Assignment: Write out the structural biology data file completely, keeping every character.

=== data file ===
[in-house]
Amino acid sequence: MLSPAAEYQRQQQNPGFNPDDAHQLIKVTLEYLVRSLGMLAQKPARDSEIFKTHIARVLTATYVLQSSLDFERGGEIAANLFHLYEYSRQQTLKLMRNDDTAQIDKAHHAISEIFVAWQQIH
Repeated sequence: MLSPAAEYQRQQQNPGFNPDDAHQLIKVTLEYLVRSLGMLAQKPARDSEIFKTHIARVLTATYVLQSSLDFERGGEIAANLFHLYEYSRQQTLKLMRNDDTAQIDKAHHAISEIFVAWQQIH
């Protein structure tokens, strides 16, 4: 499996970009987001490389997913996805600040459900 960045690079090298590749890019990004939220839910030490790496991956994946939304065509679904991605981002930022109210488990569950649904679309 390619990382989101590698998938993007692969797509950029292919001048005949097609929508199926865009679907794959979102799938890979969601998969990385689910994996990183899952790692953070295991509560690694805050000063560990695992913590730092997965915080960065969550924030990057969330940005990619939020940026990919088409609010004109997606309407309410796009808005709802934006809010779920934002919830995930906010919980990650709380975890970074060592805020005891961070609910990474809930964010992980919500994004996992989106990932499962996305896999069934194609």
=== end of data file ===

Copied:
[in-house]
Amino acid sequence: MLSPAAEYQRQQQNPGFNPDDAHQLIKVTLEYLVRSLGMLAQKPARDSEIFKTHIARVLTATYVLQSSLDFERGGEIAANLFHLYEYSRQQTLKLMRNDDTAQIDKAHHAISEIFVAWQQIH
Repeated sequence: MLSPAAEYQRQQQNPGFNPDDAHQLIKVTLEYLVRSLGMLAQKPARDSEIFKTHIARVLTATYVLQSSLDFERGGEIAANLFHLYEYSRQQTLKLMRNDDTAQIDKAHHAISEIFVAWQQIH
């Protein structure tokens, strides 16, 4: 499996970009987001490389997913996805600040459900 960045690079090298590749890019990004939220839910030490790496991956994946939304065509679904991605981002930022109210488990569950649904679309 390619990382989101590698998938993007692969797509950029292919001048005949097609929508199926865009679907794959979102799938890979969601998969990385689910994996990183899952790692953070295991509560690694805050000063560990695992913590730092997965915080960065969550924030990057969330940005990619939020940026990919088409609010004109997606309407309410796009808005709802934006809010779920934002919830995930906010919980990650709380975890970074060592805020005891961070609910990474809930964010992980919500994004996992989106990932499962996305896999069934194609």